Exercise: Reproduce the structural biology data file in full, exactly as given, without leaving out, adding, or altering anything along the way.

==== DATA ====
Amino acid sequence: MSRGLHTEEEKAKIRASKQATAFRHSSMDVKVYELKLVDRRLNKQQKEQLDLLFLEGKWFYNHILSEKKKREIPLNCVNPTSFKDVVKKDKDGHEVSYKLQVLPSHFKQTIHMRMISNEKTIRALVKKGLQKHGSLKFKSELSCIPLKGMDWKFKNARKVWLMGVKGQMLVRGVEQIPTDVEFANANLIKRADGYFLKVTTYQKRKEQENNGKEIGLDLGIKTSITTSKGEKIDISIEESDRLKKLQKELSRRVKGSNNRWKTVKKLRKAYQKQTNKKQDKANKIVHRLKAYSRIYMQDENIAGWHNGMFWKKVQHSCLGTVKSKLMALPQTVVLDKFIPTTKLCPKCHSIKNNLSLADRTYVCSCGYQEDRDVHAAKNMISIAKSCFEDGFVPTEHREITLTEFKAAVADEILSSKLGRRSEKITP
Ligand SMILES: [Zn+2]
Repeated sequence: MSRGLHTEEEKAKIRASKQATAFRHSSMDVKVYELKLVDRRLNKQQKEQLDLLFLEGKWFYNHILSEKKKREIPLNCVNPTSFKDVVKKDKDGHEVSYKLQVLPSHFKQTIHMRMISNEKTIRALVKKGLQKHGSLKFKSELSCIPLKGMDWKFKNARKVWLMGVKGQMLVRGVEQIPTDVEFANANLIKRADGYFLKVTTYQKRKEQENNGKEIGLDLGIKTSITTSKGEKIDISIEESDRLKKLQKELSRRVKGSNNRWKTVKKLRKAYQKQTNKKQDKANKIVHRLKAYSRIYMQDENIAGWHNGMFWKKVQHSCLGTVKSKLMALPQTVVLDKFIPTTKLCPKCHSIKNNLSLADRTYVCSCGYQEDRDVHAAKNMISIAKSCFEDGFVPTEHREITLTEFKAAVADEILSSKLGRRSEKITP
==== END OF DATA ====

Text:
Amino acid sequence: MSRGLHTEEEKAKIRASKQATAFRHSSMDVKVYELKLVDRRLNKQQKEQLDLLFLEGKWFYNHILSEKKKREIPLNCVNPTSFKDVVKKDKDGHEVSYKLQVLPSHFKQTIHMRMISNEKTIRALVKKGLQKHGSLKFKSELSCIPLKGMDWKFKNARKVWLMGVKGQMLVRGVEQIPTDVEFANANLIKRADGYFLKVTTYQKRKEQENNGKEIGLDLGIKTSITTSKGEKIDISIEESDRLKKLQKELSRRVKGSNNRWKTVKKLRKAYQKQTNKKQDKANKIVHRLKAYSRIYMQDENIAGWHNGMFWKKVQHSCLGTVKSKLMALPQTVVLDKFIPTTKLCPKCHSIKNNLSLADRTYVCSCGYQEDRDVHAAKNMISIAKSCFEDGFVPTEHREITLTEFKAAVADEILSSKLGRRSEKITP
Ligand SMILES: [Zn+2]
Repeated sequence: MSRGLHTEEEKAKIRASKQATAFRHSSMDVKVYELKLVDRRLNKQQKEQLDLLFLEGKWFYNHILSEKKKREIPLNCVNPTSFKDVVKKDKDGHEVSYKLQVLPSHFKQTIHMRMISNEKTIRALVKKGLQKHGSLKFKSELSCIPLKGMDWKFKNARKVWLMGVKGQMLVRGVEQIPTDVEFANANLIKRADGYFLKVTTYQKRKEQENNGKEIGLDLGIKTSITTSKGEKIDISIEESDRLKKLQKELSRRVKGSNNRWKTVKKLRKAYQKQTNKKQDKANKIVHRLKAYSRIYMQDENIAGWHNGMFWKKVQHSCLGTVKSKLMALPQTVVLDKFIPTTKLCPKCHSIKNNLSLADRTYVCSCGYQEDRDVHAAKNMISIAKSCFEDGFVPTEHREITLTEFKAAVADEILSSKLGRRSEKITP